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After going decades as a hidden figure in her work for NASA, Katherine Johnson’s legacy as a mathematician, barrier-breaking Black woman and West Virginian is being recognized on what would be her 102nd birthday, Aug. 26.

Johnson, who was born in White Sulphur Springs, was hand-selected to be one of three Black students who were part of integrating the Mountain State’s graduate schools. From there she became a well-educated and respected mathematician who was an integral player in many of NASA’s early missions including Project Apollo’s Lunar Module with the lunar-orbiting Command and Service Module, the Space Shuttle and the Earth Resources Technology Satellite.

“Katherine Johnson not only completed groundbreaking work at NASA during the space race, but also broke the barriers of race and gender during a critical time in our nation, becoming the first African-American woman to attend graduate school at West Virginia University,” Sen. Joe Manchin, D-W.Va., said in a news release.

Even with such a rich history, many people — even those in her home state — didn’t know Johnson’s story until the 2016 Hollywood film “Hidden Figures” told her story along with those of Dorothy Vaughan and Mary Jackson.

Johnson died Feb. 24, but her birthday, Aug. 26, is recognized as Katherine Johnson Day in West Virginia and her name now adorns NASA’s Katherine Johnson Independent Verification and Validation Facility, in Fairmont.

“Having the IV&V facility named after Katherine Johnson is an honor because of what she represents. And what she represents is someone that is dedicated to doing their job to the best of their ability, one that does not allow differences to deter them, all while being humble and gracious to others,” Greg Blaney, IV&V program director, said in the release. “I was fortunate to meet her and have a wonderful conversation with her, and she was a sweet person at heart — still humble and gracious — but proud to have worked for NASA.”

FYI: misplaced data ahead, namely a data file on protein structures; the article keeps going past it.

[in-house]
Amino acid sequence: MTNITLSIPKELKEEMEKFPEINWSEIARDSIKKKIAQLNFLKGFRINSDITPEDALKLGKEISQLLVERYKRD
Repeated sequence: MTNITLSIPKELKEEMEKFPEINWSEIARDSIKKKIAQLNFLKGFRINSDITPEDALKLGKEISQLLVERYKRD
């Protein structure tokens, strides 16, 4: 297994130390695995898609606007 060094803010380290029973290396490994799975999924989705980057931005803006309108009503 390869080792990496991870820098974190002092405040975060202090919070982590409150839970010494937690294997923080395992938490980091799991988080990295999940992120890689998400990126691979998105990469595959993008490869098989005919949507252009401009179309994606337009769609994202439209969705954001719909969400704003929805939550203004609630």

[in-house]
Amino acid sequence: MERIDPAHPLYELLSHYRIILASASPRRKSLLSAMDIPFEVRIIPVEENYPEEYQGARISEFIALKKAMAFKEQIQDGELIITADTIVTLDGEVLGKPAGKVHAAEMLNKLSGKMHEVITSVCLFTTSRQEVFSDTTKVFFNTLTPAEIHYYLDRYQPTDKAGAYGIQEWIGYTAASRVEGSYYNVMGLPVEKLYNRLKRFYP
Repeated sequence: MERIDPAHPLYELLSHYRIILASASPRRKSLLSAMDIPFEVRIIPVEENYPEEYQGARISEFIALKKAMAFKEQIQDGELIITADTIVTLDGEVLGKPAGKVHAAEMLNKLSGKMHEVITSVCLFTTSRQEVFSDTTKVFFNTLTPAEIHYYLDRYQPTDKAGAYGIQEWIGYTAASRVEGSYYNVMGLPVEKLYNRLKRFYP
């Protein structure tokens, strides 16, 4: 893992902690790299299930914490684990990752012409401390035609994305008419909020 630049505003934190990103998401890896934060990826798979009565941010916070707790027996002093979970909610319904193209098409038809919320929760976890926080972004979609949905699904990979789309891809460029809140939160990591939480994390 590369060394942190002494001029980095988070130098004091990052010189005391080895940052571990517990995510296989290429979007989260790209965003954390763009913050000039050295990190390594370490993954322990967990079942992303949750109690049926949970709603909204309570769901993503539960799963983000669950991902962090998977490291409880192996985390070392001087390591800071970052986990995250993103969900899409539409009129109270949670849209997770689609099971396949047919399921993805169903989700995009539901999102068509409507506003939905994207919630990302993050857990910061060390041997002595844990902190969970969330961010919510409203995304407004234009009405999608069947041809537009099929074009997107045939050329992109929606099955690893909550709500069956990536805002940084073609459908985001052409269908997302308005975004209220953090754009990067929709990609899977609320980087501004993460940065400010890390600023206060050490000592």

While the Katherine Johnson IV&V Facility is less populated this year due to the COVID-19 pandemic, those who regularly work in the building carry Johnson’s impact beyond those walls, Blaney said.

Her story serves as a source of motivation for IV&V Program, which assures NASA’s safety and mission critical systems and software will operate reliably and securely.

“Her accomplishments justify her name being on our building, but her attitude and inner person remains an inspiration to all of us. I hope and pray that we all use her name and legacy to encourage all young people to follow in her footsteps,” Blaney said. “I see a lot of Katherine Johnson’s characteristics in the people of West Virginia and those that work at the IV&V Program which makes this such a wonderful place to work.”

Johnson’s accomplishments are ones that, according to Sen. Shelley Moore Capito, R-W.Va., give little girls in West Virginia a vision of what they can do, even in the face of adversity.

“When I talk about female role models in my West Virginia Girls Rise Up program, Katherine Johnson is first among equals. Katherine’s life was dedicated in service to others. As an African-American woman, Katherine broke barriers not only within NASA but also as a leader in STEM fields,” Capito said. “More importantly, Katherine proved to us that no obstacle is too high if you work hard and believe in your goals.”

NASA’s IV&V Program and West Virginia still see the impacts of Johnson’s work today, and Capito says West Virginians everywhere should be proud to lift up Johnson’s legacy.

“These past few weeks have brought us more exciting missions into space. From the historic and successful Dragon mission to another spacecraft headed to Mars, Katherine Johnson’s legacy lives on,” Capito said. “On Katherine Johnson Day and every day, let’s celebrate Katherine’s hard work that is no longer hidden by the shadows of the men she put on the moon while anticipating the women who will go there next.

“Katherine Johnson will forever be a star in the Mountain State and will be significantly missed by all.”

— The Herald-Dispatch

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